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As this border is the view from my living room  I have tried to make it have year round interest.  In early spring there are snowdrops and some narcissus but I have been increasing the amount of foliage interest rather than relying on flowers.  There is a loose colour theme of yellow and white which is fulfilled by a yellow Chinatown rose that has just gone over, the Kirengshoma palmata, the white flowers of a siberian iris and the various variegated foliage.

The changes I made this week are minor but have made a huge difference to the impact of the border.  When I was in Ireland the group commented on how the Irish gardeners seemed to always be moving their plants. I kept quiet at this point as I am a terrible mover of plants and to demonstrate this I have to confess to moving the Blechnum chilense above all of a foot to the left. As you can see the Edgeworthia is making a bid to be a tree rather than a shrub and it needed under-planting.  The idea is that the Blechnum will provide interest beneath the canopy of the Edgeworthia. I don’t know why the Edgeworthia is growing like this.  I bought it mail-order and it arrived with a bare stem and 3 buds at the top and has carried on from there.  I don’t think I would have chosen one growing like this if I had been looking in a nursery but it will be interesting to see how it fares.

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I love the Blechnum chilense. I am trying to learn more about my ferns and blechnums are one group that seem fairly easy to pick out as their fronds are quite distinctive.  Once it is established I understand its fronds can grow up to 5ft which will be quite something and no doubt will lead me to having to move some of the smaller surrounding plants.  It is also meant to be evergreen so I should have something lovely to look at all winter.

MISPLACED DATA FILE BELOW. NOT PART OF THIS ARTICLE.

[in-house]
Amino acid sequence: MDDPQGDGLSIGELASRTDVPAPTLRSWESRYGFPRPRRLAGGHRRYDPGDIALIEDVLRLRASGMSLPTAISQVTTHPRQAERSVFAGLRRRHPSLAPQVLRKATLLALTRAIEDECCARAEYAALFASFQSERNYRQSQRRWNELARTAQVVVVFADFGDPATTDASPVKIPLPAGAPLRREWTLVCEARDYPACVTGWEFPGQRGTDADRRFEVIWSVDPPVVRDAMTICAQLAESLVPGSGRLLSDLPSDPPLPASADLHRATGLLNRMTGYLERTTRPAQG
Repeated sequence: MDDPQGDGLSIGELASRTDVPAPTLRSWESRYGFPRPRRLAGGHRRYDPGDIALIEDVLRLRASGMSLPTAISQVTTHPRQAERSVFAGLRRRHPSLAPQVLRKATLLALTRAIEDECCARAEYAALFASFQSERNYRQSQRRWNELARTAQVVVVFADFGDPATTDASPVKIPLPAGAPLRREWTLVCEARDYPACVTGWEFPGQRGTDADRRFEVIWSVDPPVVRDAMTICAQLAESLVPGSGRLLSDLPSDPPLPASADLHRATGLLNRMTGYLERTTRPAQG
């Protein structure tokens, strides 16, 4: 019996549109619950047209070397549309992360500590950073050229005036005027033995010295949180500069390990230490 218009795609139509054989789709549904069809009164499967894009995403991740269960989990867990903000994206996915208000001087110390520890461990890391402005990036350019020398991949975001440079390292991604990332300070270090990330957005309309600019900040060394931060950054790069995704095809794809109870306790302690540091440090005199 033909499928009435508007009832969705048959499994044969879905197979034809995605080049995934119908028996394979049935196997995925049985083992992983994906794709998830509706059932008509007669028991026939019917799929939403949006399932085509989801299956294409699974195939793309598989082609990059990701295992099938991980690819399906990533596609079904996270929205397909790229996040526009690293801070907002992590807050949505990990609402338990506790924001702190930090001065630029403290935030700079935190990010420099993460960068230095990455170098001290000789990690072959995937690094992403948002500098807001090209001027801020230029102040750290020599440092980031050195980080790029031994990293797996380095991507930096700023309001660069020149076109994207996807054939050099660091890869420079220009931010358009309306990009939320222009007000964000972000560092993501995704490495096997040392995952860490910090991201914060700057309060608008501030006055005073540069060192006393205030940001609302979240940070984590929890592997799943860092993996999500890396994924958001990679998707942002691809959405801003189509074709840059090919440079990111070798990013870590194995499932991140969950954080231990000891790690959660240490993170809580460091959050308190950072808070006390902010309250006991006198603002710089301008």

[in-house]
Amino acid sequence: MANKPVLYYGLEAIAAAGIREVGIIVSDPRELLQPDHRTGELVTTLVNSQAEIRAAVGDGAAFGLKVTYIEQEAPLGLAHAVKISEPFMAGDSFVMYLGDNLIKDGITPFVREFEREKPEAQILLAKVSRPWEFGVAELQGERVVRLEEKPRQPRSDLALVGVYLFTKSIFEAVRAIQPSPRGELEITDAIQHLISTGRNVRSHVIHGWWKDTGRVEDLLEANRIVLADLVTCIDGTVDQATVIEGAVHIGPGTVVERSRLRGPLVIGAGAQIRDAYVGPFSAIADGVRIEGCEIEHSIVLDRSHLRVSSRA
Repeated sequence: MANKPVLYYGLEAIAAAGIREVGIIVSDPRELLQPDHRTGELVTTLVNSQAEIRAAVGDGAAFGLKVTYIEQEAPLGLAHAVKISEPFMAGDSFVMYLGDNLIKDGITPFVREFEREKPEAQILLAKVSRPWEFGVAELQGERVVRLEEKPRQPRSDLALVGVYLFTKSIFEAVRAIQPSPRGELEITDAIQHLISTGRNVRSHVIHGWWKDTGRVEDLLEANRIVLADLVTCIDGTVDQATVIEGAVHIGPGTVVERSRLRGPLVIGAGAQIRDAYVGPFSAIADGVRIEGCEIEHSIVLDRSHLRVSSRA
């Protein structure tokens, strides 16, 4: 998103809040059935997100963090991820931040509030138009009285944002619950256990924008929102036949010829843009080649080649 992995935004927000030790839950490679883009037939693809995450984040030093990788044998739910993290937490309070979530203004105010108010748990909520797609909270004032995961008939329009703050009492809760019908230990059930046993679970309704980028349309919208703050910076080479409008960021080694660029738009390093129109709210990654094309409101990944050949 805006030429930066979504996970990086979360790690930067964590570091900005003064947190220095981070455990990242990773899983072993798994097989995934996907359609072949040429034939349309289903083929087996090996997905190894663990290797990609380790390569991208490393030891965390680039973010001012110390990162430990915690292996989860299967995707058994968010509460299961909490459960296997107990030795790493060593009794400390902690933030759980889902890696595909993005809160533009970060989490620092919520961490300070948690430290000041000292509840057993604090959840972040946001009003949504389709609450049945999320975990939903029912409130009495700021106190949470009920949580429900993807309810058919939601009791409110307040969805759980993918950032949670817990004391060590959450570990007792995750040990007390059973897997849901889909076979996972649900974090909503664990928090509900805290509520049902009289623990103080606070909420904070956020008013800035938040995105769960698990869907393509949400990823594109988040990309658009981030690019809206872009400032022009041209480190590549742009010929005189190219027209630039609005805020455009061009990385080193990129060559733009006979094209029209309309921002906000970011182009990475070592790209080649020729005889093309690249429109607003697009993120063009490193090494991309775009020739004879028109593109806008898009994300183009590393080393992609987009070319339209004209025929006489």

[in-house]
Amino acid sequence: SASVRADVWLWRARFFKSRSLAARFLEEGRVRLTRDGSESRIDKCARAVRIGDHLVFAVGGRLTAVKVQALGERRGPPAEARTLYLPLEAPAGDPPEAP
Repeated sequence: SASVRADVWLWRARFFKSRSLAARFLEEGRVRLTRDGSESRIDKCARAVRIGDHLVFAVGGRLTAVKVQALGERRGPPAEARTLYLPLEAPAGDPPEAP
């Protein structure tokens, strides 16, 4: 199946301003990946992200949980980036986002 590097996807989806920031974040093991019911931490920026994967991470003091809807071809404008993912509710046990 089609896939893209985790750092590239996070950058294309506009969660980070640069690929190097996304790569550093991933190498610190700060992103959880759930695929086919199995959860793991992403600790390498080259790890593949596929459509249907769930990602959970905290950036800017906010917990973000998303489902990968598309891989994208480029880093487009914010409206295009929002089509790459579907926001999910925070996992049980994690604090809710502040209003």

Kirengshoma palmata

Kirengshoma palmata

The Kirengshoma palmata is becoming very large now and I think that I might have to pluck up the courage and divide it next year before it completely outgrows its space.  It is a wonderful plant which really should be grown more.  They suffer a little from slug damage when young but once they are established the slugs don’t seem to bother so much with them.  As I have said before the flower buds always remind me of butter curls. The plant dies back in the winter and I am left with the rose and an acanthus which are somewhere underneath it and the winter jasmine on the back wall.  As I sit here pondering, looking out of the window, I think some yellow and white crocus might do well in here for early spring interest – now where is that bulb catalogue!

 

 

In a Vase on Monday – Daisies

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I have been very remiss in participating in recent months in Cathy’s Monday meme – In a Vase on Monday. Life has been so busy at work and at home that it was one thing too many.  Anyway, the various things that have been challenging seem to be moving in a positive direction towards a resolution and I have felt the weights that have weighed me down lifting.  Today, I start two weeks annual leave so I thought I would celebrate by joining in again with the meme.

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As I have said before when posting on this meme I have no preconceptions that I have any flower arranging abilities beyond the picking and plonking in a vase.  I wanted to showcase the echinaceas and rudbeckias growing in the garden.  Sadly on going to cut the rudbeckias I realised that my lack of time in the garden recently meant that all the annual rudbeckias were growing horizontally and then curving upwards which makes flower arranging, even of the plonking kind, a but of a challenge.  Anyway, I have done my best and I have also included a couple of zinnias although I think they are a little lost and would probably have been better in a zinnia only combo.

So that’s my vase this week and I am going to try very hard to keep up with the meme now.

For other vases on this sunny Monday pop over to Cathy’s